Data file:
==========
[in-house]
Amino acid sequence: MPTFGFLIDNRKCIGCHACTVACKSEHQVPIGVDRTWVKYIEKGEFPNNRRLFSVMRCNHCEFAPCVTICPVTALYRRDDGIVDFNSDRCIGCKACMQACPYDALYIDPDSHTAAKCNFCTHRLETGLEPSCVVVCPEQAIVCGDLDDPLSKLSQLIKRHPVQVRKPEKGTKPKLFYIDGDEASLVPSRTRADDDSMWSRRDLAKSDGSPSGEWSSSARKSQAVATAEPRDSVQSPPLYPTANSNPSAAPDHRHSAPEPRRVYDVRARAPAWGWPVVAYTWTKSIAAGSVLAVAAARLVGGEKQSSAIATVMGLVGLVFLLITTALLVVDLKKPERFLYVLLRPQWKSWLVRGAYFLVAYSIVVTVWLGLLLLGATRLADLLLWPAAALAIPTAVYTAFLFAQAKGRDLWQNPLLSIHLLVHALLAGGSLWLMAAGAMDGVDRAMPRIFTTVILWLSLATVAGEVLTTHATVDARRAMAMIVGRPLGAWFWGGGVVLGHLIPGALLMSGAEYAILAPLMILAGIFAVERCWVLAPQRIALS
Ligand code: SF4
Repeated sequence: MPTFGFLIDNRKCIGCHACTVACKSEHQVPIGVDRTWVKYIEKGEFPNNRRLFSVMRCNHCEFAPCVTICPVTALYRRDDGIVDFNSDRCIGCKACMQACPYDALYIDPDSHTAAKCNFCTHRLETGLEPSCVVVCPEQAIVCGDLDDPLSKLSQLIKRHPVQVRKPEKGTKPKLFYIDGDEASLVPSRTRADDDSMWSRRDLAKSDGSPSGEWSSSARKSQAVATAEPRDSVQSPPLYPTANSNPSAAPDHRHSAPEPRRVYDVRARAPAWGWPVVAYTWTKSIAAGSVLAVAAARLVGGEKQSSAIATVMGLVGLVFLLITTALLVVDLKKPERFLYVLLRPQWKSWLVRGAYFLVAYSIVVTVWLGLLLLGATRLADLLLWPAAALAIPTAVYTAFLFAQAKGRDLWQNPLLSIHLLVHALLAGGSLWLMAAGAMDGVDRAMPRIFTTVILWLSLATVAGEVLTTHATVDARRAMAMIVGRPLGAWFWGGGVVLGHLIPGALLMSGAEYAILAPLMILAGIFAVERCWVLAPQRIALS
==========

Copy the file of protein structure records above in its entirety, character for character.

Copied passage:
[in-house]
Amino acid sequence: MPTFGFLIDNRKCIGCHACTVACKSEHQVPIGVDRTWVKYIEKGEFPNNRRLFSVMRCNHCEFAPCVTICPVTALYRRDDGIVDFNSDRCIGCKACMQACPYDALYIDPDSHTAAKCNFCTHRLETGLEPSCVVVCPEQAIVCGDLDDPLSKLSQLIKRHPVQVRKPEKGTKPKLFYIDGDEASLVPSRTRADDDSMWSRRDLAKSDGSPSGEWSSSARKSQAVATAEPRDSVQSPPLYPTANSNPSAAPDHRHSAPEPRRVYDVRARAPAWGWPVVAYTWTKSIAAGSVLAVAAARLVGGEKQSSAIATVMGLVGLVFLLITTALLVVDLKKPERFLYVLLRPQWKSWLVRGAYFLVAYSIVVTVWLGLLLLGATRLADLLLWPAAALAIPTAVYTAFLFAQAKGRDLWQNPLLSIHLLVHALLAGGSLWLMAAGAMDGVDRAMPRIFTTVILWLSLATVAGEVLTTHATVDARRAMAMIVGRPLGAWFWGGGVVLGHLIPGALLMSGAEYAILAPLMILAGIFAVERCWVLAPQRIALS
Ligand code: SF4
Repeated sequence: MPTFGFLIDNRKCIGCHACTVACKSEHQVPIGVDRTWVKYIEKGEFPNNRRLFSVMRCNHCEFAPCVTICPVTALYRRDDGIVDFNSDRCIGCKACMQACPYDALYIDPDSHTAAKCNFCTHRLETGLEPSCVVVCPEQAIVCGDLDDPLSKLSQLIKRHPVQVRKPEKGTKPKLFYIDGDEASLVPSRTRADDDSMWSRRDLAKSDGSPSGEWSSSARKSQAVATAEPRDSVQSPPLYPTANSNPSAAPDHRHSAPEPRRVYDVRARAPAWGWPVVAYTWTKSIAAGSVLAVAAARLVGGEKQSSAIATVMGLVGLVFLLITTALLVVDLKKPERFLYVLLRPQWKSWLVRGAYFLVAYSIVVTVWLGLLLLGATRLADLLLWPAAALAIPTAVYTAFLFAQAKGRDLWQNPLLSIHLLVHALLAGGSLWLMAAGAMDGVDRAMPRIFTTVILWLSLATVAGEVLTTHATVDARRAMAMIVGRPLGAWFWGGGVVLGHLIPGALLMSGAEYAILAPLMILAGIFAVERCWVLAPQRIALS